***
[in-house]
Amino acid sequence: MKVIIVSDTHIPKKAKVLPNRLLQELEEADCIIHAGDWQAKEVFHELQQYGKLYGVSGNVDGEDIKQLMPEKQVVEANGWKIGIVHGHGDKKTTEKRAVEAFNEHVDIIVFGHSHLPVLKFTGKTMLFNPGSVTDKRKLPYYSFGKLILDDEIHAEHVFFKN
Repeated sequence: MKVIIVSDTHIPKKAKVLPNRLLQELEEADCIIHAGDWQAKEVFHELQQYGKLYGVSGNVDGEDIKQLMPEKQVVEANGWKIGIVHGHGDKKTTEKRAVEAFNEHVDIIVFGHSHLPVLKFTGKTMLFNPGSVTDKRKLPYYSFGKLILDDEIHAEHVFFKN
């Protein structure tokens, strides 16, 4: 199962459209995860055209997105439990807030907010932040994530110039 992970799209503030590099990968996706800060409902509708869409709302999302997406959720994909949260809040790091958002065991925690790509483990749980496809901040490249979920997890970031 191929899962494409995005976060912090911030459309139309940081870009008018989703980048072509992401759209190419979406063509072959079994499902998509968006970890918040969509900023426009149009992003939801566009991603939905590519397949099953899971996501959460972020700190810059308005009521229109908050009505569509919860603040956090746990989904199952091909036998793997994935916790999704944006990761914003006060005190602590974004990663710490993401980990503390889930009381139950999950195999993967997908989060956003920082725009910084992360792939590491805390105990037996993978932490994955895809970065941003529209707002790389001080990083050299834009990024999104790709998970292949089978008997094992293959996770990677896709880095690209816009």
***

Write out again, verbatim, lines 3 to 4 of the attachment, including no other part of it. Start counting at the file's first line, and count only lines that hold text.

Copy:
Repeated sequence: MKVIIVSDTHIPKKAKVLPNRLLQELEEADCIIHAGDWQAKEVFHELQQYGKLYGVSGNVDGEDIKQLMPEKQVVEANGWKIGIVHGHGDKKTTEKRAVEAFNEHVDIIVFGHSHLPVLKFTGKTMLFNPGSVTDKRKLPYYSFGKLILDDEIHAEHVFFKN
């Protein structure tokens, strides 16, 4: 199962459209995860055209997105439990807030907010932040994530110039 992970799209503030590099990968996706800060409902509708869409709302999302997406959720994909949260809040790091958002065991925690790509483990749980496809901040490249979920997890970031 191929899962494409995005976060912090911030459309139309940081870009008018989703980048072509992401759209190419979406063509072959079994499902998509968006970890918040969509900023426009149009992003939801566009991603939905590519397949099953899971996501959460972020700190810059308005009521229109908050009505569509919860603040956090746990989904199952091909036998793997994935916790999704944006990761914003006060005190602590974004990663710490993401980990503390889930009381139950999950195999993967997908989060956003920082725009910084992360792939590491805390105990037996993978932490994955895809970065941003529209707002790389001080990083050299834009990024999104790709998970292949089978008997094992293959996770990677896709880095690209816009």